Following the battle of Alalia which took place in 540 BC, which we saw in a previous article, the rivalry between the Greek cities and Carthage for the control of the Mediterranean and in particular of Sicily intensified. This antagonism will lead, in 480 BC, to what will later be called the first Greco-Punic war. It will oppose Carthage to the Greeks of Syracuse.

Tensions between the Phoenician-Punics and the Greeks were not recent when the first Greco-Punic war broke out in 480 BC. A hundred years earlier, in 580, before the battle of Alalia, the Phoenicians, ancestors of the Punics, allied themselves with the Elymes, Greeks from Troyes occupying Sicily at the time to counter the advance of the Greeks coming from Rhodes. You should know that at that time, the Greek cities were independent of each other and that it was therefore common to see them confront each other. Nor was it unusual to see them seek the help of foreign powers in their internal quarrels. Be that as it may, the alliance concluded between the Elymes and the Phoenicians won in 580 BC. JC the battle of Lilybée -today Marsala-, against the Greeks of Rhodes. This put an end for a time to the ambitions of the Greek cities vis-à-vis Sicily. The Phoenician cities of Sicily, they remained independent until around 540 BC. JC., but they ended up being conquered by the nascent Carthaginian empire which, following the fall of Tire is, as we saw in a previous article had become the leader of the Phoenician world. In 510 BC. JC., the Carthaginians had once again to counter an attempt to expand the Greek cities led by the Spartan Dorieus, the brother of Leonidas. Arrived in the region of Mount Eryx, Dorieus was attacked by the Carthaginians, who killed him and the majority of his companions in 510 BC The Greek survivors of this battle joined three Greek cities of Sicily, Akragas, Selinunte and Gela pushing them to rise against Carthage. But the cities of mainland Greece ignored their call for help and Carthage was thus easily able to quell the rebellion.

The passage of the Greek cities of Sicily from democracy to tyranny

Between 505 and 480 BC. JC, most Sicilian Greek cities, perhaps because of external events, changed forms of government from democracy to tyranny. This mode of government making it easier to have an expansionist policy, the Dorian Greek cities, such as Gela, Akragas and Rhegion, took the opportunity to increase their territory. Gela in particular, under the leadership of Cleandre (505-498 BC) then of Hippocrates (498-491 BC) took control of Zancle, Leontinoi, Naxos, Catana and Camarina. Gélon, Cleandre’s successor, captured Syracuse in 485 and made it his capital. For its part, the city of Akragas, conquered, under the tyrant Théron (488-472), the cities of Sikan and Sicel. Through a series of marriages, Gelon and Théron entered into an alliance and prevented any conflict of interest between their cities. This expansionism of the Greeks in Sicily as well as the absence of tensions between the Greeks Gelon and Théron worried Carthage for its own possessions on the island. This had the consequence of pushing it to embark on the first Greco-Punic war.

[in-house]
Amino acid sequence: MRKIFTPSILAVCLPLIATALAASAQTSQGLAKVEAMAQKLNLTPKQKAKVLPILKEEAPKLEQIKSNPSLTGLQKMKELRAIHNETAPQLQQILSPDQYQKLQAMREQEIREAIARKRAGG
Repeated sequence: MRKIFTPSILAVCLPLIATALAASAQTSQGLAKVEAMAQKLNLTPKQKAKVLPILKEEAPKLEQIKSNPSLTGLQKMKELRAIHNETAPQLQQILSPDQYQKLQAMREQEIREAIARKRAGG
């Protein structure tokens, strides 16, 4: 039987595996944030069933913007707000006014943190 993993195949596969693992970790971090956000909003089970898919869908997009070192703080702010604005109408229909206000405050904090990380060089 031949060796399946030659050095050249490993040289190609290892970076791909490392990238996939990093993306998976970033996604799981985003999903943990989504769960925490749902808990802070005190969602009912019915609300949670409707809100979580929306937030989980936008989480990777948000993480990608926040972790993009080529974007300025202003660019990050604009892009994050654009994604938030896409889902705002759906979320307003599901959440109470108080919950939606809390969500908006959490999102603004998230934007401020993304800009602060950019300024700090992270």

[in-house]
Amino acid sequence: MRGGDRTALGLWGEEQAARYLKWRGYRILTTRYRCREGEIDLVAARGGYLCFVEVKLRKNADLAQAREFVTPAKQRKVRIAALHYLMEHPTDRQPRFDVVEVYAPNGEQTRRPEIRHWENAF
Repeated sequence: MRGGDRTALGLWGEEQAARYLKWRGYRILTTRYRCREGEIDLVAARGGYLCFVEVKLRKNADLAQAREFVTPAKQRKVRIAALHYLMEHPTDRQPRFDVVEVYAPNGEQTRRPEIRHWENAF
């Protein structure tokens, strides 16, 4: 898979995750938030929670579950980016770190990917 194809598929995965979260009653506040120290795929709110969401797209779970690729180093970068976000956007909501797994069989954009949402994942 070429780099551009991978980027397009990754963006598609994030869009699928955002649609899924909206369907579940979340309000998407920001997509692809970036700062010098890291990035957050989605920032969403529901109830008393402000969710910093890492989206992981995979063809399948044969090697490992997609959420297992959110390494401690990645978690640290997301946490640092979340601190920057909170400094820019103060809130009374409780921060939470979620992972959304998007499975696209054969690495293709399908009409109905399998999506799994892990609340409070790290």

The First Greco-Punic War

In 480 BC, hoping to take advantage of the difficulties of continental Greece which was then facing the Persians and thus ensuring that the Greek cities would not come to support those of Sicily, the Carthaginians decided to launch an expedition. After a difficult journey and losses caused by unsanitary water, the Carthaginians led by Hamilcar landed at Ziz, near present-day Palermo. They were crushed by Gelon during the battle of Himère in 480 BC during which Hamilcar was killed. The Carthaginians then prepared to face an invasion on their own soil but Gelon agreed to negotiate a treaty. Carthage paid two thousand talents of silver in reparations, but apart from Himera, already occupied, no territory was exchanged and Carthage’s allies were not attacked. The consequences of this defeat were twofold. In Carthage, the defeat led to the fall of the old monarchy which was replaced by the Carthaginian republic while Syracuse, ruled by Gelon, became a major Greek center during the following years…


Photography :
Gelon, King of Syracuse
Source of the photograph: